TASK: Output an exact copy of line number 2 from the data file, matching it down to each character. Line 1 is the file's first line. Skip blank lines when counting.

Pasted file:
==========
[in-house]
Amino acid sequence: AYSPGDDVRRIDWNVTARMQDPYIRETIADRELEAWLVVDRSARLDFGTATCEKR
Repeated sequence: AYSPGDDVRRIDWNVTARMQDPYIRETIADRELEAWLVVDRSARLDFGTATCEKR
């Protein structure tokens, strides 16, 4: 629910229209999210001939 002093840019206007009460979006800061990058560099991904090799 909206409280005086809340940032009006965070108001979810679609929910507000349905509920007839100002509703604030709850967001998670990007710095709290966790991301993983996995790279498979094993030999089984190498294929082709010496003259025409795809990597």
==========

Amino acid sequence: AYSPGDDVRRIDWNVTARMQDPYIRETIADRELEAWLVVDRSARLDFGTATCEKR